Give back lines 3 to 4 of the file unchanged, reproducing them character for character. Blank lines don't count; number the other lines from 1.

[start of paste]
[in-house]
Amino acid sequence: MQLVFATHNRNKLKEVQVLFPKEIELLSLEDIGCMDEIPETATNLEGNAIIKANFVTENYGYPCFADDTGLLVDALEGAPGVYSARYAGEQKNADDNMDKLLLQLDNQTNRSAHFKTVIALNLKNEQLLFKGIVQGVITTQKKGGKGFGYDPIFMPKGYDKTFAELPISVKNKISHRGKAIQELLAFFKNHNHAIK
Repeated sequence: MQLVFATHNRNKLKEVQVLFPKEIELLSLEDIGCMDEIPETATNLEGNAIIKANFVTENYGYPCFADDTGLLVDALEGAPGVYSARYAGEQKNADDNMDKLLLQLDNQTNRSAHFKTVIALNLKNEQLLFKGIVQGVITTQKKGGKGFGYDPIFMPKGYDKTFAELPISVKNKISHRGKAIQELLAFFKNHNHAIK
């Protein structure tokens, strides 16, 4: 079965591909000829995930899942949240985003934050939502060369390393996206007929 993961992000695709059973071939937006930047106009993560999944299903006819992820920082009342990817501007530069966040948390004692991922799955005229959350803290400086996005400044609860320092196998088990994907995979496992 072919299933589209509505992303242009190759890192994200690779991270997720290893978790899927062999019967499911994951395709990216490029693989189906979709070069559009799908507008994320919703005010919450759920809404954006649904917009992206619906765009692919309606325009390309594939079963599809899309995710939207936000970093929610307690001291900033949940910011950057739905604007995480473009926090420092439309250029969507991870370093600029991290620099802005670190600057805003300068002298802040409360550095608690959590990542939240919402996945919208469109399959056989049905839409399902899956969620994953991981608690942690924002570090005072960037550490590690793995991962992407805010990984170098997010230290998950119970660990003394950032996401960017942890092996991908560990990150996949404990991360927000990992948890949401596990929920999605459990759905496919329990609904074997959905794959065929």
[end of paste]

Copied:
Repeated sequence: MQLVFATHNRNKLKEVQVLFPKEIELLSLEDIGCMDEIPETATNLEGNAIIKANFVTENYGYPCFADDTGLLVDALEGAPGVYSARYAGEQKNADDNMDKLLLQLDNQTNRSAHFKTVIALNLKNEQLLFKGIVQGVITTQKKGGKGFGYDPIFMPKGYDKTFAELPISVKNKISHRGKAIQELLAFFKNHNHAIK
């Protein structure tokens, strides 16, 4: 079965591909000829995930899942949240985003934050939502060369390393996206007929 993961992000695709059973071939937006930047106009993560999944299903006819992820920082009342990817501007530069966040948390004692991922799955005229959350803290400086996005400044609860320092196998088990994907995979496992 072919299933589209509505992303242009190759890192994200690779991270997720290893978790899927062999019967499911994951395709990216490029693989189906979709070069559009799908507008994320919703005010919450759920809404954006649904917009992206619906765009692919309606325009390309594939079963599809899309995710939207936000970093929610307690001291900033949940910011950057739905604007995480473009926090420092439309250029969507991870370093600029991290620099802005670190600057805003300068002298802040409360550095608690959590990542939240919402996945919208469109399959056989049905839409399902899956969620994953991981608690942690924002570090005072960037550490590690793995991962992407805010990984170098997010230290998950119970660990003394950032996401960017942890092996991908560990990150996949404990991360927000990992948890949401596990929920999605459990759905496919329990609904074997959905794959065929």